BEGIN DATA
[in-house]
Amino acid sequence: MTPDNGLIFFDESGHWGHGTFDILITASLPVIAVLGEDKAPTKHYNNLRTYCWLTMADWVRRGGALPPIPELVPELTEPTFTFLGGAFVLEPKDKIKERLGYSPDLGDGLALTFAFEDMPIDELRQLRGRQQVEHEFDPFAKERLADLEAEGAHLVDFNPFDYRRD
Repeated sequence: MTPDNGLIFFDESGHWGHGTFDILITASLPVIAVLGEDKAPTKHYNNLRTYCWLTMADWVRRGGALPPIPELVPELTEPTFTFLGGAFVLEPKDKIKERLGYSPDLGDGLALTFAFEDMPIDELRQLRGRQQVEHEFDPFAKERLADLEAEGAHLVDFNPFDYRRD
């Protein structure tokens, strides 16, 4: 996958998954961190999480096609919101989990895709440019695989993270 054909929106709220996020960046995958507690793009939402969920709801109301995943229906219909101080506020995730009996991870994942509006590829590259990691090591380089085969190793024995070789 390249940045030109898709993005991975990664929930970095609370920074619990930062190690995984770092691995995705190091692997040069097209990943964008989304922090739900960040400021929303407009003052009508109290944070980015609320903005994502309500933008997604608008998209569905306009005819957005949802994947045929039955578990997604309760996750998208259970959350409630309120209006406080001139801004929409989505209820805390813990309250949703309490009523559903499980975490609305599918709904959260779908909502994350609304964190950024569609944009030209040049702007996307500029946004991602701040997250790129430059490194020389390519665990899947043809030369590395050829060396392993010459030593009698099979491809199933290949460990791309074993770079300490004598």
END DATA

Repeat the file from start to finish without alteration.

[in-house]
Amino acid sequence: MTPDNGLIFFDESGHWGHGTFDILITASLPVIAVLGEDKAPTKHYNNLRTYCWLTMADWVRRGGALPPIPELVPELTEPTFTFLGGAFVLEPKDKIKERLGYSPDLGDGLALTFAFEDMPIDELRQLRGRQQVEHEFDPFAKERLADLEAEGAHLVDFNPFDYRRD
Repeated sequence: MTPDNGLIFFDESGHWGHGTFDILITASLPVIAVLGEDKAPTKHYNNLRTYCWLTMADWVRRGGALPPIPELVPELTEPTFTFLGGAFVLEPKDKIKERLGYSPDLGDGLALTFAFEDMPIDELRQLRGRQQVEHEFDPFAKERLADLEAEGAHLVDFNPFDYRRD
């Protein structure tokens, strides 16, 4: 996958998954961190999480096609919101989990895709440019695989993270 054909929106709220996020960046995958507690793009939402969920709801109301995943229906219909101080506020995730009996991870994942509006590829590259990691090591380089085969190793024995070789 390249940045030109898709993005991975990664929930970095609370920074619990930062190690995984770092691995995705190091692997040069097209990943964008989304922090739900960040400021929303407009003052009508109290944070980015609320903005994502309500933008997604608008998209569905306009005819957005949802994947045929039955578990997604309760996750998208259970959350409630309120209006406080001139801004929409989505209820805390813990309250949703309490009523559903499980975490609305599918709904959260779908909502994350609304964190950024569609944009030209040049702007996307500029946004991602701040997250790129430059490194020389390519665990899947043809030369590395050829060396392993010459030593009698099979491809199933290949460990791309074993770079300490004598």